once upon a time, people almost exclusively used cloth diapers, cloth wipes, cloth handkerchiefs, and cloth dish towels/rags. you buy them once, wash them after each use, and use them until they fall apart. in fact, some people even REUSED their items later -- when children no longer needed the cloth diapers, they would often be used as cleaning rags or, i don't know... stuffing for homemade pillows. i'm not saying these types of items wouldn't eventually end up in landfills at some point in their product life span. i'm just saying that they end up there, in less quantity and much less often (because we're not throwing them away, every day). they are multiple-use items. furthermore, what's with the selective environmentalism? why can we use a washable burp cloth (spit-up is just as gross as nasal drippings, in my opinion) for the baby, but not use a cloth handkerchief for ourself? why can we rely on our washing machines to clean one, but not the other?

let's get back to the child example. a child thinks: "i accept using one-time-use disposables because it is the way i have been lead to believe is appropriate and allowable. plus, it's convenient because i'm not the one doing the work!" a child does not necessarily think: "wait... what if there's a better way to clean and reduce germs, that won't cause 50,000 extra pieces of trash per day in the landfill near my city?" those are adult thoughts, the thoughts of a brain that can conceptualize beyond themselves. it's high time we jump on the adult bandwagon here... me included.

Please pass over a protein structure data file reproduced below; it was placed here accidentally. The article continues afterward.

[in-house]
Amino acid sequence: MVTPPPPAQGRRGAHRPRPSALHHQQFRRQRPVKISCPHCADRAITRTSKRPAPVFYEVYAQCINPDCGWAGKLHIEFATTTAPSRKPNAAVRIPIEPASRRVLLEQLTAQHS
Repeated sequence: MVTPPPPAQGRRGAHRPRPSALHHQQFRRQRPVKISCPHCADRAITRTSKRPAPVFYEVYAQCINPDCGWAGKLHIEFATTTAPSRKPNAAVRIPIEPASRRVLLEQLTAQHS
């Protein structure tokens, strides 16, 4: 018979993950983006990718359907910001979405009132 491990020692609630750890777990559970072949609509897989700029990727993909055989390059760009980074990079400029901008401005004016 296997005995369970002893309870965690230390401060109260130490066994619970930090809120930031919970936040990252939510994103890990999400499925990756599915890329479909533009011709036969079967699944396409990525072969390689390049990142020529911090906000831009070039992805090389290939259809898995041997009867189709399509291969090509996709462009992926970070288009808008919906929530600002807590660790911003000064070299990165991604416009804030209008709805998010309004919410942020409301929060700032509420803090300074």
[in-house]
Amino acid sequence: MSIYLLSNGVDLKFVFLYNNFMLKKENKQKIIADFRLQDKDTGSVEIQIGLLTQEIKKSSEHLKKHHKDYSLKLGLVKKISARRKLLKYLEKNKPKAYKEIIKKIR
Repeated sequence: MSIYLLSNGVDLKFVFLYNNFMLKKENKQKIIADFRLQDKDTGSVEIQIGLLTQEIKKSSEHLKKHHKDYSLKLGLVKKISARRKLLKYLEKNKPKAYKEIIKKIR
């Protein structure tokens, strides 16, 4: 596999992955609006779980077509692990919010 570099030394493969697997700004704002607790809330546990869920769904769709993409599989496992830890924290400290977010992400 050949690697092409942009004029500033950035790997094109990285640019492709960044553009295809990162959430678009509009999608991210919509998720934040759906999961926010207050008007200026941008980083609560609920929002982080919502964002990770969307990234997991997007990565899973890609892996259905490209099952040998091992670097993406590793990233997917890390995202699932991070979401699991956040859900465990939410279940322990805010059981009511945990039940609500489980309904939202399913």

sadly, it's not simply a matter of providing convenience or better sanitation. one-time-use disposables promote a lifestyle which allows you to simply throw away your problems. companies are marketing to a lazy, paranoid society, one who doesn't want to do one more load of laundry a week to clean their own filth -- they just want to throw it away, for someone else to handle. the company fosters a dependence on these items by making you believe you can't perform a certain task without the item, at least not without risking grave consequences (in this case, germs!!). what gross, germ-ridden person is wiping their poorly-cleansed hands all over your cloth hand towel in your personal bathroom and forcing you to use it for months on end without washing? no one but yourself. yeah, think about that. YOU are in control of how well you wash your hands (which should be well enough to remove any significant germs) and how often you wash your hand towels. maybe it would be different if we didn't know any better, but we do.